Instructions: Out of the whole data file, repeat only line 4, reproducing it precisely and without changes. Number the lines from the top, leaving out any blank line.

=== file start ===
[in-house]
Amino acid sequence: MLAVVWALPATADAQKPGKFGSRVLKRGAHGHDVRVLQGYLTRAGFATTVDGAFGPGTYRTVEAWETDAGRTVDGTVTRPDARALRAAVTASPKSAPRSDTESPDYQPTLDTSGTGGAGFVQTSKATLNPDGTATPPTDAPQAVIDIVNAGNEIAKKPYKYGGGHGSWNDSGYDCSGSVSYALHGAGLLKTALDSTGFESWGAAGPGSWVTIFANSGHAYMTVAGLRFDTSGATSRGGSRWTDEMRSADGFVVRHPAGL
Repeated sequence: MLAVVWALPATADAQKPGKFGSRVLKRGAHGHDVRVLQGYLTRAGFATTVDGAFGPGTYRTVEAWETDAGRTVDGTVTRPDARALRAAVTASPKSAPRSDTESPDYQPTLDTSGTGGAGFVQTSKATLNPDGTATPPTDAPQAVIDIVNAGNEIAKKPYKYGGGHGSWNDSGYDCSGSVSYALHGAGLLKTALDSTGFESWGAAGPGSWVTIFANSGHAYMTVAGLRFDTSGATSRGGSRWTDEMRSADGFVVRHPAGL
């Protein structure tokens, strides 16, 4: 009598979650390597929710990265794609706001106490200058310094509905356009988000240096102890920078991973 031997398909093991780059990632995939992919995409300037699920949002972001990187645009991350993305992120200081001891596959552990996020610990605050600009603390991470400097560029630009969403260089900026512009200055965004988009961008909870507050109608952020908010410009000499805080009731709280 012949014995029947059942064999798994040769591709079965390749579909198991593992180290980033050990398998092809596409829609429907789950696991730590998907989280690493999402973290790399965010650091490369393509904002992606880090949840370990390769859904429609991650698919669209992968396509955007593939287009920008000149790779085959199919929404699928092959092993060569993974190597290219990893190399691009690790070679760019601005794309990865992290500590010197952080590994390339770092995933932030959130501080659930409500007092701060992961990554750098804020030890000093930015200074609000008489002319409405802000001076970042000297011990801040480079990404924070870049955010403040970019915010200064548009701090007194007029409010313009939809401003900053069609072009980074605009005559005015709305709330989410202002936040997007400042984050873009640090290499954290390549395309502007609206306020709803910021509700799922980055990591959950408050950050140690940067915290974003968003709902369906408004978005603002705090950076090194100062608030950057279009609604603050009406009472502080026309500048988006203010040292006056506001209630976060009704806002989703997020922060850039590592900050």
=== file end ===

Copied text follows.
């Protein structure tokens, strides 16, 4: 009598979650390597929710990265794609706001106490200058310094509905356009988000240096102890920078991973 031997398909093991780059990632995939992919995409300037699920949002972001990187645009991350993305992120200081001891596959552990996020610990605050600009603390991470400097560029630009969403260089900026512009200055965004988009961008909870507050109608952020908010410009000499805080009731709280 012949014995029947059942064999798994040769591709079965390749579909198991593992180290980033050990398998092809596409829609429907789950696991730590998907989280690493999402973290790399965010650091490369393509904002992606880090949840370990390769859904429609991650698919669209992968396509955007593939287009920008000149790779085959199919929404699928092959092993060569993974190597290219990893190399691009690790070679760019601005794309990865992290500590010197952080590994390339770092995933932030959130501080659930409500007092701060992961990554750098804020030890000093930015200074609000008489002319409405802000001076970042000297011990801040480079990404924070870049955010403040970019915010200064548009701090007194007029409010313009939809401003900053069609072009980074605009005559005015709305709330989410202002936040997007400042984050873009640090290499954290390549395309502007609206306020709803910021509700799922980055990591959950408050950050140690940067915290974003968003709902369906408004978005603002705090950076090194100062608030950057279009609604603050009406009472502080026309500048988006203010040292006056506001209630976060009704806002989703997020922060850039590592900050």